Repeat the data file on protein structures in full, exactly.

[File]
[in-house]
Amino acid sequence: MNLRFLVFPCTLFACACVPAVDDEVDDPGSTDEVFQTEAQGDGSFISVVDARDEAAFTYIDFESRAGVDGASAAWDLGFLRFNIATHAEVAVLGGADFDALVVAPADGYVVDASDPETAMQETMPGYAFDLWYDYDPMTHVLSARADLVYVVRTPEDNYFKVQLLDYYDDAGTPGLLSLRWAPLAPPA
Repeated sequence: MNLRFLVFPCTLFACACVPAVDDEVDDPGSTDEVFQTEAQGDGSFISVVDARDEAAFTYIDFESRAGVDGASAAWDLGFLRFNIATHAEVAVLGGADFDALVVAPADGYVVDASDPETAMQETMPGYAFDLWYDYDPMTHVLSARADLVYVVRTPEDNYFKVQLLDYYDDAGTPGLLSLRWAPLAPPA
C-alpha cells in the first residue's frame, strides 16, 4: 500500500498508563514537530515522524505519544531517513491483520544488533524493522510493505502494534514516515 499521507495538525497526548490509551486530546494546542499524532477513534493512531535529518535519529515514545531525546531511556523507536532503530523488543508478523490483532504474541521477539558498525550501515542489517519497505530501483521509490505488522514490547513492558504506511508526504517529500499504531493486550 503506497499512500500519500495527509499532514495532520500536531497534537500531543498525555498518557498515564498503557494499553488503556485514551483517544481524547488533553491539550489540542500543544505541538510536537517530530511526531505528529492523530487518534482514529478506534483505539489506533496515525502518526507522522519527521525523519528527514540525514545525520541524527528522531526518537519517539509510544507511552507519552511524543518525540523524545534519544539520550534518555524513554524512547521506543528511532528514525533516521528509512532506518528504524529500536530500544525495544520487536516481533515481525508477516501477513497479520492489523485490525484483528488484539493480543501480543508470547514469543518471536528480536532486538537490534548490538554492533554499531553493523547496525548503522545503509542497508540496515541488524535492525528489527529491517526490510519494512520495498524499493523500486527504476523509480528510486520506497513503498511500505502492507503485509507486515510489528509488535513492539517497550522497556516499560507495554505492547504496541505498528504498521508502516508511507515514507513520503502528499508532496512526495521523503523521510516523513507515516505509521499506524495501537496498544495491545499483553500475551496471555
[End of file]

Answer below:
[in-house]
Amino acid sequence: MNLRFLVFPCTLFACACVPAVDDEVDDPGSTDEVFQTEAQGDGSFISVVDARDEAAFTYIDFESRAGVDGASAAWDLGFLRFNIATHAEVAVLGGADFDALVVAPADGYVVDASDPETAMQETMPGYAFDLWYDYDPMTHVLSARADLVYVVRTPEDNYFKVQLLDYYDDAGTPGLLSLRWAPLAPPA
Repeated sequence: MNLRFLVFPCTLFACACVPAVDDEVDDPGSTDEVFQTEAQGDGSFISVVDARDEAAFTYIDFESRAGVDGASAAWDLGFLRFNIATHAEVAVLGGADFDALVVAPADGYVVDASDPETAMQETMPGYAFDLWYDYDPMTHVLSARADLVYVVRTPEDNYFKVQLLDYYDDAGTPGLLSLRWAPLAPPA
C-alpha cells in the first residue's frame, strides 16, 4: 500500500498508563514537530515522524505519544531517513491483520544488533524493522510493505502494534514516515 499521507495538525497526548490509551486530546494546542499524532477513534493512531535529518535519529515514545531525546531511556523507536532503530523488543508478523490483532504474541521477539558498525550501515542489517519497505530501483521509490505488522514490547513492558504506511508526504517529500499504531493486550 503506497499512500500519500495527509499532514495532520500536531497534537500531543498525555498518557498515564498503557494499553488503556485514551483517544481524547488533553491539550489540542500543544505541538510536537517530530511526531505528529492523530487518534482514529478506534483505539489506533496515525502518526507522522519527521525523519528527514540525514545525520541524527528522531526518537519517539509510544507511552507519552511524543518525540523524545534519544539520550534518555524513554524512547521506543528511532528514525533516521528509512532506518528504524529500536530500544525495544520487536516481533515481525508477516501477513497479520492489523485490525484483528488484539493480543501480543508470547514469543518471536528480536532486538537490534548490538554492533554499531553493523547496525548503522545503509542497508540496515541488524535492525528489527529491517526490510519494512520495498524499493523500486527504476523509480528510486520506497513503498511500505502492507503485509507486515510489528509488535513492539517497550522497556516499560507495554505492547504496541505498528504498521508502516508511507515514507513520503502528499508532496512526495521523503523521510516523513507515516505509521499506524495501537496498544495491545499483553500475551496471555